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I'm sure there has to be some algebra behind it. My problem called to covert $$(x - 2)^2 + (y - 9)^2 = 4$$ if $x = 2 + 2cos(t)$ then $y = ? $

I know the answer is $9 + 2\sin(t)$ but I simply got that by looking at the formula in my math book. $$ x = h + r cos(t), y = k + r sin(t), 0\leq t \leq2\pi$$. That's all the book really gives me on this.

But I'm pretty sure if this were to show up on my final I'd have to so some algebra for it. Can anyone please enlighten me a little? Is there more to it or is that it as far as showing work goes?

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2 Answers 2

up vote 1 down vote accepted

$$\left(\frac{x-2}2\right)^2+\left(\frac{y-9}2\right)^2=1$$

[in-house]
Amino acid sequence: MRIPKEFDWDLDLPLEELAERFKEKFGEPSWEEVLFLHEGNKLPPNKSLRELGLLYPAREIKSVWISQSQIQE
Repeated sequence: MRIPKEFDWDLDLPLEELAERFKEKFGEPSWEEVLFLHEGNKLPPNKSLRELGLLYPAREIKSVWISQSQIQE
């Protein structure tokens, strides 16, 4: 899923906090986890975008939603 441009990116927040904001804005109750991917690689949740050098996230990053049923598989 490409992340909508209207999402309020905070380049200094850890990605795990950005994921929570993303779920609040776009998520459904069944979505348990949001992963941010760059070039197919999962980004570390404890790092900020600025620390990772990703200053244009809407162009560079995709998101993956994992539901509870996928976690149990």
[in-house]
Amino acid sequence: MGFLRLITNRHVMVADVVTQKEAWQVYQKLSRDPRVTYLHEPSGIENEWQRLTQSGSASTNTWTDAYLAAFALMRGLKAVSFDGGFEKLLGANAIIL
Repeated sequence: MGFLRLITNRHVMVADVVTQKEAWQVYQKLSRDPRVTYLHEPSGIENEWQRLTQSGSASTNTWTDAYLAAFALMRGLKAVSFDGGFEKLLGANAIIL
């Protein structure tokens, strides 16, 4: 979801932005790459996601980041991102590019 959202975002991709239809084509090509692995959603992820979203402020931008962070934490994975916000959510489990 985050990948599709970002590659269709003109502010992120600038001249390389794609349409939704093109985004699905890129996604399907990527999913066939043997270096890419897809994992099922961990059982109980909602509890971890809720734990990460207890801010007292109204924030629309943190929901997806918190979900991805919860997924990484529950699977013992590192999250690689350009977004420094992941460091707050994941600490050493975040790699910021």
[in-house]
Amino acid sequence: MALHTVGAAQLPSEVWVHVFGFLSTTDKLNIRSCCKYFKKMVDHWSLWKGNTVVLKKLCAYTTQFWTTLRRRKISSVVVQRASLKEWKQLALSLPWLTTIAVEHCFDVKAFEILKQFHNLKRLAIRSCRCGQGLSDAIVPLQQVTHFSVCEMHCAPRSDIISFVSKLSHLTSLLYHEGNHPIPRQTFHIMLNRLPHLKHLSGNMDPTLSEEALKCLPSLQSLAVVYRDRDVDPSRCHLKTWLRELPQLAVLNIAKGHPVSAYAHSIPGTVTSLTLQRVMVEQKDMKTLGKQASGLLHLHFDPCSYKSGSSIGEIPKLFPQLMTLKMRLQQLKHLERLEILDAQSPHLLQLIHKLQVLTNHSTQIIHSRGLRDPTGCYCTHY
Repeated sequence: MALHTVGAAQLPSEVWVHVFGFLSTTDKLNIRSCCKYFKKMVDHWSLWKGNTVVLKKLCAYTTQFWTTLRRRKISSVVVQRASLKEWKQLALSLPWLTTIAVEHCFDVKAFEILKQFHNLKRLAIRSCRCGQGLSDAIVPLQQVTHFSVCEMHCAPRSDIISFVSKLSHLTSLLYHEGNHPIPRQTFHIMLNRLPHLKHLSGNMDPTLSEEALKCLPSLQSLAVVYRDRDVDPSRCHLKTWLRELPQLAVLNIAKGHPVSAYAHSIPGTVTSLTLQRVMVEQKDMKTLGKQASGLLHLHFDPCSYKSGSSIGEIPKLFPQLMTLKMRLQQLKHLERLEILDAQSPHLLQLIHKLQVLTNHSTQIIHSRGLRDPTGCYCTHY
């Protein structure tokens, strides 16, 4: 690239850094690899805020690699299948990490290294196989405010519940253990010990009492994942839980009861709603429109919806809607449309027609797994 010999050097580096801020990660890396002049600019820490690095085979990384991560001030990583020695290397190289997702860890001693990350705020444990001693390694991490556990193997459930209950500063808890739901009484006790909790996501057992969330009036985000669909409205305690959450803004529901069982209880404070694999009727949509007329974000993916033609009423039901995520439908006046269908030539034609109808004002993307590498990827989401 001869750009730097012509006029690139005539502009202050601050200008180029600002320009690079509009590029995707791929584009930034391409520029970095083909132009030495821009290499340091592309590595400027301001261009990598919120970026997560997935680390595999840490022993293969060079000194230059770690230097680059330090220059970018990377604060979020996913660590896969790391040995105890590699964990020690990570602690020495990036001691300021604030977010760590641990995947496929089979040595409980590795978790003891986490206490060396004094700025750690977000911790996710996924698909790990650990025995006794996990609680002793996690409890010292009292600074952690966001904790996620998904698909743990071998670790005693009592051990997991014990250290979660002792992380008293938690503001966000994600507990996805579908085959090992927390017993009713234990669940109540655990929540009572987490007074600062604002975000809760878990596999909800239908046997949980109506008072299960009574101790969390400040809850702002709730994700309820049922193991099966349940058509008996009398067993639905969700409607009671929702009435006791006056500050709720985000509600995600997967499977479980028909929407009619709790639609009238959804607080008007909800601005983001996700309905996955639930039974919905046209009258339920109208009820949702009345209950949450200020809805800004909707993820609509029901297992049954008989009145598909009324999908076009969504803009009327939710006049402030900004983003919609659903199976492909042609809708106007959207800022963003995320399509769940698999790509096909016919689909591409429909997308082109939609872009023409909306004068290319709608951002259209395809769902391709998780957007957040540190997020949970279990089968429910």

We know, $\cos^2t+\sin^2t=1$

If one of the term above the left say, $\frac{x-2}2=\cos t$, the other will be $\sin t$

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Geometrically, $x = 2 + 2\cos t$ has meaning. Given a point $P = (x,y)$ on your circle with centre $O$, $t$ is the angle of the the line $OP$ with a line parallel to the x-axis.

Draw a figure and find out why such a substitution is natural!

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